If the first linebacker is at the line of scrimmage, we may eliminate that double team (the guard might block the first blitzer), leaving the defensive line one on one to compress the hole for the runningback or make a play. The fullback would likely end up on a safety dropping to the middle hole, or the second linebacker blitzing. Either way, that’s a different and unique path, and as I mentioned, the defensive line versus base blocks should eliminate many of the running lanes.

Versus zone teams, they may run into problems if they use numbering or count systems. If you count the Mike linebacker as a 1 or a 2, and he goes backside, you’re linemen better adjust on the fly or else their going to turn and wheel on a player while the other linebacker blitzes behind him.

If it’s a true zone system, where their using covered or uncovered rules, or based specifically on a playside gap, then they will likely have a little more success, but the defense will still be in a good position to defend the play. This blitz versus true zone system also gets a different matchup on the offensive linemen, so it’s still not a bad play call.

Now, you will run into problems versus outside zone or toss plays, unless the backside linebacker scrapes over to the play. Many coaches will have that player be the smart blitzer, aka he doesn’t fly in blind. He reacts to the play. However, playing the wrong type of player in that role may get them to stop their feet and that might be worse then hitting the blitz home fast and hoping for the element of surprise.

This play might have a chance versus pin and pull teams though. You’re basically using a gap system or a count system, so you might have a linebacker blitzing through the pulling gaps.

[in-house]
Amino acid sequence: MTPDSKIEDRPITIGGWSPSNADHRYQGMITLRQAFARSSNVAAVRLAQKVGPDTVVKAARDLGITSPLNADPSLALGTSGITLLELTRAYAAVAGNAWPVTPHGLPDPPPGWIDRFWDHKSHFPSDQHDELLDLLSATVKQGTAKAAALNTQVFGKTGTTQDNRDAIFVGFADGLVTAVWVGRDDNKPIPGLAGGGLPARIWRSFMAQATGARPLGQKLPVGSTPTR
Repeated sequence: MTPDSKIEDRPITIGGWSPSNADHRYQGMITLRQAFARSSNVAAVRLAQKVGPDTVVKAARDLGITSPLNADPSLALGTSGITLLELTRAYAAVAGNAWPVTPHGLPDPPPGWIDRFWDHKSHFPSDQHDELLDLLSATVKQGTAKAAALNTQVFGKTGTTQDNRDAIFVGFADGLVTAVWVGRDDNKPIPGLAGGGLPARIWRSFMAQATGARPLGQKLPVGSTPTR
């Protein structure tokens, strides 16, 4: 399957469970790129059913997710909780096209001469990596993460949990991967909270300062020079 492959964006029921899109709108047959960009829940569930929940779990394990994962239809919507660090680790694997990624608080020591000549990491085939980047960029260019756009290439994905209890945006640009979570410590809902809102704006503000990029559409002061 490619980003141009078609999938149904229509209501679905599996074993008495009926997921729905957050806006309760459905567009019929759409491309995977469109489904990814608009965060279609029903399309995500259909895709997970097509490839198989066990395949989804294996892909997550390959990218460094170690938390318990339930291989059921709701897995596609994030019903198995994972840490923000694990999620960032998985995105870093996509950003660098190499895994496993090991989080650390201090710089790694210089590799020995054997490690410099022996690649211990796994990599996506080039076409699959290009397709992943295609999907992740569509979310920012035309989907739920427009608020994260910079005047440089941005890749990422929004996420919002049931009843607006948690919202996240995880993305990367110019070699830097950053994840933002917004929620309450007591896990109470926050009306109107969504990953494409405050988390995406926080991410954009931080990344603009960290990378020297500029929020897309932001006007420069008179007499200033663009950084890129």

Fire Zone Pass Coverage

Okay, enough discussing matchups versus plays, let’s discuss the coverage behind it. If all else fails, you can use a man coverage variation behind this, depending on the offensive set.

However, I much prefer three deep three under, because the defense can match up to four verticals if need be, get eyes in the backfield quickly, and if four verticals doesn’t appear, the defense can settle to our normal cover 3 alignments essentially.

Now, Dick LeBeau plays his 3 deep, 3 underneath coverage differently then I like, especially in regards to his seam/curl/flat players, which he just calls seam players.

fire zone blitz coverage rules

Fire Zone Coverage Rules

As we can see above, the seam player aligns outside #2. He stays with the vertical until he tries to cross his face or a number 3 appears.

I feel like this is harder to disguise. Also, while you take away the immediate threat of a bubble pass with this alignment, you open yourself up to quicker seam throws.

I prefer Saban’s Rip/Liz match technique, which you can read about in great and amazing detail on Brophy’s site here.

Regardless of how you decide to play the coverage, I feel the following is an important guideline for setting your coverage.

1) Prevent Scores
2) Prevent Big Plays (lead to scores)
3) Create Turn Overs

Depending on your resources (coaches abilities, time allotted for defensive practice, etc…) this might mean you need to play a man coverage variation. However, this also might mean you should play a specific version of the fire zone coverage, or maybe another zone blitz coverage.

Disguising the Fire Zone Blitz

As you can see below, LeBeau had several calls for disguises. While these diagrams don’t show the fire zone blitz, they do show how he had specific calls for some of his favorite blitzes.

Detail goesfire zone blitz disguises

Look at the Detail going into Disguises

So, for instance, you could say “Sugar Mike Dog 1″. In that, we’re sending 1 blitzer (dog), but the sugar call could look like one of our Mike Will crosses. You could also say “Sugar 4″, so you look like your bringing the blitz, and then you drop everyone back and play 4.

The most effective way to cause some pressure might actually be to run his blitz enough, show it, then bring pressure off the edge. This might get the offense to check to an outside run, which you would be there to stop, or get the pass protection set to protect inside and then bring it off the edge.

Conclusions on the Mike/Will Cross Fire Zone Blitz

Using this play and the fire zone blitz coverage behind it is a fairly safe way to get after the running game and the passer. Depending on your coverage, you’ll be safe against a multitude of pass concepts as well.